There is a significant decline in expansion when cement is partially replaced with FA and PGP (mitigation series in Table 3) at 10 and 20%, as observed in Fig. 8c, d. The ASTM C1567  was followed for the mitigation series, which allows the determination of the potential alkali-silica reactivity of combinations of cementitious materials and aggregate. A high potential for FA and PGP to limit ASR expansions was observed, with expansions of less than 0.10% after 14 days of conditioning were recorded for all mixes and, as such, the aggregates in such systems were innocuous. At a higher SCM replacement of 20%, the expansions were lower, indicating the greater mitigation potential for higher SCM dosages. Moreover, mixes with FA demonstrated a relatively better potential for ASR mitigation than PGP. The role of FA and PGP in the mitigation of ASR expansion can be further discussed in the context of microstructural characterisations undertaken in this study.
Several mechanisms can contribute to the ASR mitigative potential of SCMs, including alkali dilution, alkali binding, reduced mass transport, consumption of portlandite in GP cement (thus, reducing pore solution pH), changes in pore solution chemistry, etc. [19, 39]. Although both FA and PGP were successful to keep ASR expansions within the limit (0.10%), their mechanisms may be different. It is recognised that AMBT conditions specimens at 80˚C accelerates reactions of SCMs . On the one hand, the data seems to be still relevant to specimens exposed to ambient conditions, despite the accelerated reactions at higher temperature, as the mechanism behind reduced expansions is similar [84,85,86]. On the other hand, the alkali contribution of SCMs on the alkalinity of the pore solution remains unclear, and is worthy of further investigation.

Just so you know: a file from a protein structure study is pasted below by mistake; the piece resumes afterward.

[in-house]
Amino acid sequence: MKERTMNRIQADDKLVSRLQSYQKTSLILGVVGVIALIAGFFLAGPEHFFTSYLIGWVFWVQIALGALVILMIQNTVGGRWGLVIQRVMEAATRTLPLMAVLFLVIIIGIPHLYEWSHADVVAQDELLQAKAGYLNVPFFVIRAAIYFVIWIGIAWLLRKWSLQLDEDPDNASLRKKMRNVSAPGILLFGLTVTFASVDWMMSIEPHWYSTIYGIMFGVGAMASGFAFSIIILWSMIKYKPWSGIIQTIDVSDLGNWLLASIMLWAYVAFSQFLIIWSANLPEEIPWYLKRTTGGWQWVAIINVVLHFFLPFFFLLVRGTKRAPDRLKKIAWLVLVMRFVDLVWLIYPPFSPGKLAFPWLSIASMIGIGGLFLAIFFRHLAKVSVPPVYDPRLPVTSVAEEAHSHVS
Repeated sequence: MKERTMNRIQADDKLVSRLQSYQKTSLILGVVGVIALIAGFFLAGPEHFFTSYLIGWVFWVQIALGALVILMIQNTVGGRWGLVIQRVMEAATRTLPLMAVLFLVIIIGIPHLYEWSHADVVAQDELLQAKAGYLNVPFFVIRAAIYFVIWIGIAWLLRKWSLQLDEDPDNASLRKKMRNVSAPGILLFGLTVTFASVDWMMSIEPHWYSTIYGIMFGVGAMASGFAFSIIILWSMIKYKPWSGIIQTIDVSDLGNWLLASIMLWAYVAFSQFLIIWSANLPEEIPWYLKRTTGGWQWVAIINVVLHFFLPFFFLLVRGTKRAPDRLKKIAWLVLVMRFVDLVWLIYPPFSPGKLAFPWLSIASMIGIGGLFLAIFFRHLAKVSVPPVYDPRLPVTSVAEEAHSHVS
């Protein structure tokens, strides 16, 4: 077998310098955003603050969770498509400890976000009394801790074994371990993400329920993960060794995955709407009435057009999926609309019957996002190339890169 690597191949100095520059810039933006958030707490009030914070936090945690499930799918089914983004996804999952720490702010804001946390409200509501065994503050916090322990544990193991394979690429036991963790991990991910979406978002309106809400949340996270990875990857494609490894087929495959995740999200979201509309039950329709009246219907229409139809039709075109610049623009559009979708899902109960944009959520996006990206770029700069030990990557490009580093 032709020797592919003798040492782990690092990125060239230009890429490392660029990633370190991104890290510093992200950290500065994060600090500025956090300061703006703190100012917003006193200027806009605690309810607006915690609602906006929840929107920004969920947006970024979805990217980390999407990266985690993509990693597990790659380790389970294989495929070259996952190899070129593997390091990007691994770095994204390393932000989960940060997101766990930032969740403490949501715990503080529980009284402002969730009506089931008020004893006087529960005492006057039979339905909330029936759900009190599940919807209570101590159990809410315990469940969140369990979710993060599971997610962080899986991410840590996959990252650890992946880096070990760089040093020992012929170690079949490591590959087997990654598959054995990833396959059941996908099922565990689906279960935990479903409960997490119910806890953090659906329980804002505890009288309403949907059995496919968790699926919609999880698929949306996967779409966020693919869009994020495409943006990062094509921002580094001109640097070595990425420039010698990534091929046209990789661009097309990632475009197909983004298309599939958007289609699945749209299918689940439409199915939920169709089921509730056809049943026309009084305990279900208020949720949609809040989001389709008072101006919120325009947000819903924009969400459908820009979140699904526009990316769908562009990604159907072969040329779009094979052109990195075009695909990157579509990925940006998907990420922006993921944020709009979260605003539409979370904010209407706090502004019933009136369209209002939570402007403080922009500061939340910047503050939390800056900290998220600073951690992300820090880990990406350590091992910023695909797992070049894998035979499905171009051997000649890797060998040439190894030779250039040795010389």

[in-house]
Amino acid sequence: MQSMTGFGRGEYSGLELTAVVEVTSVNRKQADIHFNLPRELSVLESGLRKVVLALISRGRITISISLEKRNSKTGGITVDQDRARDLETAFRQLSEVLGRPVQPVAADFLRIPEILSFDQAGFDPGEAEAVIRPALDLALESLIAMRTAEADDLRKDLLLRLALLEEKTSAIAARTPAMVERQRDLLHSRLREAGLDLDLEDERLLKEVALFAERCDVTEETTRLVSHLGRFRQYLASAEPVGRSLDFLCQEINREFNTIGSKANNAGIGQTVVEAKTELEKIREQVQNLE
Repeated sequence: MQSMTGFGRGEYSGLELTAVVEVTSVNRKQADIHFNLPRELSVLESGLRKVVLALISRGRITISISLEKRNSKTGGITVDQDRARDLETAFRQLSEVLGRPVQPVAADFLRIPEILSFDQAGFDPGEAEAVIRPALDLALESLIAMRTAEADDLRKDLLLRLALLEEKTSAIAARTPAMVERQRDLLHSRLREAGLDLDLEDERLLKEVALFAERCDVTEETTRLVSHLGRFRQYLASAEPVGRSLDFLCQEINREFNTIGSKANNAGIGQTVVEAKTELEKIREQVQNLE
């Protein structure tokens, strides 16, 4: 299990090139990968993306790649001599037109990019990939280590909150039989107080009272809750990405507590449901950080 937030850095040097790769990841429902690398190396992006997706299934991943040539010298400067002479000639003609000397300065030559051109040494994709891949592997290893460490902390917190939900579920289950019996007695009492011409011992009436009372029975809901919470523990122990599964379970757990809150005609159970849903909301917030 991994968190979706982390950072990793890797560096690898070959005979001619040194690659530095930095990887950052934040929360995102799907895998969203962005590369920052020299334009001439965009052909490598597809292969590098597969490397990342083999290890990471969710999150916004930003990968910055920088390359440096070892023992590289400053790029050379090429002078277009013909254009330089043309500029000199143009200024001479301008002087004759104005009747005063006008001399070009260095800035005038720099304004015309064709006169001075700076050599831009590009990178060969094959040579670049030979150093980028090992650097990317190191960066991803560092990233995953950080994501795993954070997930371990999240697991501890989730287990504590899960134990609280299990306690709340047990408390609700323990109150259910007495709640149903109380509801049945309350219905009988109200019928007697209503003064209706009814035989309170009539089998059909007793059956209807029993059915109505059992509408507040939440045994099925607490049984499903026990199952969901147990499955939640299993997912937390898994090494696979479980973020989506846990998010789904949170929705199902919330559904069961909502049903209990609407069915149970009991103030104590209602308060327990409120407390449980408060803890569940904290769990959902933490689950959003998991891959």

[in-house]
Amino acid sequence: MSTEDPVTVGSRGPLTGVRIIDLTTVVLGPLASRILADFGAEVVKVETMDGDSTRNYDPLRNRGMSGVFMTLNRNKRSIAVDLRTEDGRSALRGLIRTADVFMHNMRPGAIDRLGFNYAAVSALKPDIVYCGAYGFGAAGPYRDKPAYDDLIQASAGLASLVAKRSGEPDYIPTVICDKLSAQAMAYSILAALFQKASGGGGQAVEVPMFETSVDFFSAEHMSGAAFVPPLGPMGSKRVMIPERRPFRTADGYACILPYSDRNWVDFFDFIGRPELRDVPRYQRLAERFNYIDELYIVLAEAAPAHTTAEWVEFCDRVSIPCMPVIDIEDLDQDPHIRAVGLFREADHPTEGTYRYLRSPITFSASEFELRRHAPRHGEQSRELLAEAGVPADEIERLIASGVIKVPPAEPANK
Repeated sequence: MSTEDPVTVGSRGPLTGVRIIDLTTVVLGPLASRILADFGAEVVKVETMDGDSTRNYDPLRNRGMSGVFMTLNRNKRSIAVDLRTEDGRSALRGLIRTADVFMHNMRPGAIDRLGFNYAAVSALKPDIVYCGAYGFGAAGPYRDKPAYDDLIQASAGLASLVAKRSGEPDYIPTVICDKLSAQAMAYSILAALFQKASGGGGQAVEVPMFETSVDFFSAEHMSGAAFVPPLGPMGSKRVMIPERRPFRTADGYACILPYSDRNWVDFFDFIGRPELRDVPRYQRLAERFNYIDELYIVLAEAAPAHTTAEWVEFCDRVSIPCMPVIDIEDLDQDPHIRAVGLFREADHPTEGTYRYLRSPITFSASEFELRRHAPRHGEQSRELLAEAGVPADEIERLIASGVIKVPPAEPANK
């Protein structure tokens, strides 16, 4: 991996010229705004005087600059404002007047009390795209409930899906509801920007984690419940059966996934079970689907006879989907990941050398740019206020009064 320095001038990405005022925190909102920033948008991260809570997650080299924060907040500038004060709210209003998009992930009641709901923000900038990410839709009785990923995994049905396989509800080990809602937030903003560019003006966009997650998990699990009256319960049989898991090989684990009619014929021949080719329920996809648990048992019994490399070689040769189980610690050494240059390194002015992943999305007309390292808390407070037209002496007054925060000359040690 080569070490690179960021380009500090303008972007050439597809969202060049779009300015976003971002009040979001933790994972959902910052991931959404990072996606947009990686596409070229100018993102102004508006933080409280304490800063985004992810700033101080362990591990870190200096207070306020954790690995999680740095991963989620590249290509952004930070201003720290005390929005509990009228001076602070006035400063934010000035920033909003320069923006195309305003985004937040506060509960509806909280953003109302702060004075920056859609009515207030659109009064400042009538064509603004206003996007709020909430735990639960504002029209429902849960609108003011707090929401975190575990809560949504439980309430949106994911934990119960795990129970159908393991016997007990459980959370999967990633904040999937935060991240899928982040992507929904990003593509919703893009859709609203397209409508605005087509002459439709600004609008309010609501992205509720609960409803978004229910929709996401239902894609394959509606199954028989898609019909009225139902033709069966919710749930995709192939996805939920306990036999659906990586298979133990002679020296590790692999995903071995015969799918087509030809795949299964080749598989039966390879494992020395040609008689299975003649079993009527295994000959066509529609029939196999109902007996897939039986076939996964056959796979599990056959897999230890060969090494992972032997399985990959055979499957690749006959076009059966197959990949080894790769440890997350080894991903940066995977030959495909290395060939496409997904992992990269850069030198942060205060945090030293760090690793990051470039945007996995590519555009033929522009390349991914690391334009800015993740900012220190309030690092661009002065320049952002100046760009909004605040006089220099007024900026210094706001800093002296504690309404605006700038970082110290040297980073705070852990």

When replacing 20% cement with FA or PGP, there was an alkali and calcium dilution in the pore solution that, somewhat, restricts the process leading to damaging expansions. However, given that the specimens had continuous alkali supply from immersion in 1 mol/L NaOH solution throughout the test duration, this may not be the critical mechanism behind the expansion mitigation. FA demonstrated its ability to consume CH, making soluble calcium less available for the formation of expansive ASR gels; the presence of CH is critical for expansions due to ASR [19, 27]. Moreover, the pozzolanic reactivity of the FA means that the FA binds alkali and hydroxyl ions in the pore solution limiting their availability in ASR gel formation . As a result, the efficiency of FA in expansion mitigation was marginally better than PGP. However, with a constant supply of alkalis in the AMBT test, the most critical mechanism is likely the limiting of mass transport from the inclusion of FA or PGP; both materials have taken part in pore refinement of large pores as suggested by the NAD analysis. This appears to limit the mass transport of alkalis from the 1 M NaOH solution. Although the contribution of the pozzolanic reactivity of FA was evident, the mechanism of PGP to some extent was unclear. However, its potential for ASR inhibition remains noteworthy. This may indicate that the amorphous silica of PGP (being several times finer than GFA) and its relatively high content of CaO may take part in both pozzolanic reactions and hydraulic reactions that can contribute to the formation of secondary C–S–H gels. The reactions may have been promoted at the temperature range of 80 °C adapted in the AMBT test , limiting the expansions due to ASR within the acceptable limit of 0.10% as per ASTM 1567 . Mirzahosseini and Riding  reported that glass powder does not demonstrate pozzolanic reactivity at 10 °C and 23 °C; however, at 50 °C, it consumes 17% CH in 28 days at a replacement level of 25%. At the 80 °C conditioning adopted in this study for the AMBT tests, both the FA and PGP demonstrated enhanced reactivity. As such, they take an active part in pore refinement and reduced the mobility of the alkalis, thus limiting ASR gel formation. For this reason, the ABMT samples with SCMs show a rare occurrence of ASR gels in their microstructure, which is discussed in the next section.